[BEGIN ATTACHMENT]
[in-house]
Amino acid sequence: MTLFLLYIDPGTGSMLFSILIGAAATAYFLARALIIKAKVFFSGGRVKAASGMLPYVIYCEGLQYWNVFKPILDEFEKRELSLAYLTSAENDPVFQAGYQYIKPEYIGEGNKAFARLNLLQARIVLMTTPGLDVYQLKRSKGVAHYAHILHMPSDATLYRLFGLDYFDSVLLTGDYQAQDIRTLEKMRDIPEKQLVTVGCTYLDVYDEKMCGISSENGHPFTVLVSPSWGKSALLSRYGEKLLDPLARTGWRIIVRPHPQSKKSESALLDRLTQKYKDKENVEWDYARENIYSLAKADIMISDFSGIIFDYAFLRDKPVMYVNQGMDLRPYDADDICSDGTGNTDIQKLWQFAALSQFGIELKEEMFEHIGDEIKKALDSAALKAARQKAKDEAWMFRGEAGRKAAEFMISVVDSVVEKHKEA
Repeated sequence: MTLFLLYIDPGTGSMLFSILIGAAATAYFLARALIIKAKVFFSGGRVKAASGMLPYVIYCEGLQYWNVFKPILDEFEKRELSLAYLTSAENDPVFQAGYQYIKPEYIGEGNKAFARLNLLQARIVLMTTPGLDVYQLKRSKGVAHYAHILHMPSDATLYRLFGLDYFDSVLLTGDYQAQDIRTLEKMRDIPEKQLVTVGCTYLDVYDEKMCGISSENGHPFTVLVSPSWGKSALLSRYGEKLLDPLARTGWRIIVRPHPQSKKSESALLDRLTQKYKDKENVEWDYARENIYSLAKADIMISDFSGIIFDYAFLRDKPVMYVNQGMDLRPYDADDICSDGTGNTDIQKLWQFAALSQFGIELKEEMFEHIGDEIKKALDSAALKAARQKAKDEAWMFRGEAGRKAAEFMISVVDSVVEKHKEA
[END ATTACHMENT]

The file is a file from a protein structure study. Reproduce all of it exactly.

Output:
[in-house]
Amino acid sequence: MTLFLLYIDPGTGSMLFSILIGAAATAYFLARALIIKAKVFFSGGRVKAASGMLPYVIYCEGLQYWNVFKPILDEFEKRELSLAYLTSAENDPVFQAGYQYIKPEYIGEGNKAFARLNLLQARIVLMTTPGLDVYQLKRSKGVAHYAHILHMPSDATLYRLFGLDYFDSVLLTGDYQAQDIRTLEKMRDIPEKQLVTVGCTYLDVYDEKMCGISSENGHPFTVLVSPSWGKSALLSRYGEKLLDPLARTGWRIIVRPHPQSKKSESALLDRLTQKYKDKENVEWDYARENIYSLAKADIMISDFSGIIFDYAFLRDKPVMYVNQGMDLRPYDADDICSDGTGNTDIQKLWQFAALSQFGIELKEEMFEHIGDEIKKALDSAALKAARQKAKDEAWMFRGEAGRKAAEFMISVVDSVVEKHKEA
Repeated sequence: MTLFLLYIDPGTGSMLFSILIGAAATAYFLARALIIKAKVFFSGGRVKAASGMLPYVIYCEGLQYWNVFKPILDEFEKRELSLAYLTSAENDPVFQAGYQYIKPEYIGEGNKAFARLNLLQARIVLMTTPGLDVYQLKRSKGVAHYAHILHMPSDATLYRLFGLDYFDSVLLTGDYQAQDIRTLEKMRDIPEKQLVTVGCTYLDVYDEKMCGISSENGHPFTVLVSPSWGKSALLSRYGEKLLDPLARTGWRIIVRPHPQSKKSESALLDRLTQKYKDKENVEWDYARENIYSLAKADIMISDFSGIIFDYAFLRDKPVMYVNQGMDLRPYDADDICSDGTGNTDIQKLWQFAALSQFGIELKEEMFEHIGDEIKKALDSAALKAARQKAKDEAWMFRGEAGRKAAEFMISVVDSVVEKHKEA